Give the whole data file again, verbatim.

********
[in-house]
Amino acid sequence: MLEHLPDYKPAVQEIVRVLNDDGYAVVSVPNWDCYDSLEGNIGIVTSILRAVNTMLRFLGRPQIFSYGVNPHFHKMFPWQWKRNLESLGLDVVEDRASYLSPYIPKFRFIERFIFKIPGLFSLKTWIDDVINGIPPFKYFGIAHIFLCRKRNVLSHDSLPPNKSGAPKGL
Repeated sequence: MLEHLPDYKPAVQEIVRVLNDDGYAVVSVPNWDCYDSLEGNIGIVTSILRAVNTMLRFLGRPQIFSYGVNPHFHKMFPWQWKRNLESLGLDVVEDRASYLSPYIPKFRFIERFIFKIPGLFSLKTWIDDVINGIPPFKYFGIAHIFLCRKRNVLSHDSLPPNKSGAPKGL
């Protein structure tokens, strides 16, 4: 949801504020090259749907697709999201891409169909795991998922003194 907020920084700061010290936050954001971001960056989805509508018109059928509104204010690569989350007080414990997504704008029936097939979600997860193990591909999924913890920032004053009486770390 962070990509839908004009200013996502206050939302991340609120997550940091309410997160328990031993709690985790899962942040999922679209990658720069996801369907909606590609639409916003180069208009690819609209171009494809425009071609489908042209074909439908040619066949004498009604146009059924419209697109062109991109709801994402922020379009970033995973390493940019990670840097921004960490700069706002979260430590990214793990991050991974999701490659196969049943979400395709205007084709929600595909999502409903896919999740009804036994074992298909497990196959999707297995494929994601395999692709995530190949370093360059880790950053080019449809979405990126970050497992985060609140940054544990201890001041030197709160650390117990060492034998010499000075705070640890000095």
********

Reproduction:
[in-house]
Amino acid sequence: MLEHLPDYKPAVQEIVRVLNDDGYAVVSVPNWDCYDSLEGNIGIVTSILRAVNTMLRFLGRPQIFSYGVNPHFHKMFPWQWKRNLESLGLDVVEDRASYLSPYIPKFRFIERFIFKIPGLFSLKTWIDDVINGIPPFKYFGIAHIFLCRKRNVLSHDSLPPNKSGAPKGL
Repeated sequence: MLEHLPDYKPAVQEIVRVLNDDGYAVVSVPNWDCYDSLEGNIGIVTSILRAVNTMLRFLGRPQIFSYGVNPHFHKMFPWQWKRNLESLGLDVVEDRASYLSPYIPKFRFIERFIFKIPGLFSLKTWIDDVINGIPPFKYFGIAHIFLCRKRNVLSHDSLPPNKSGAPKGL
């Protein structure tokens, strides 16, 4: 949801504020090259749907697709999201891409169909795991998922003194 907020920084700061010290936050954001971001960056989805509508018109059928509104204010690569989350007080414990997504704008029936097939979600997860193990591909999924913890920032004053009486770390 962070990509839908004009200013996502206050939302991340609120997550940091309410997160328990031993709690985790899962942040999922679209990658720069996801369907909606590609639409916003180069208009690819609209171009494809425009071609489908042209074909439908040619066949004498009604146009059924419209697109062109991109709801994402922020379009970033995973390493940019990670840097921004960490700069706002979260430590990214793990991050991974999701490659196969049943979400395709205007084709929600595909999502409903896919999740009804036994074992298909497990196959999707297995494929994601395999692709995530190949370093360059880790950053080019449809979405990126970050497992985060609140940054544990201890001041030197709160650390117990060492034998010499000075705070640890000095």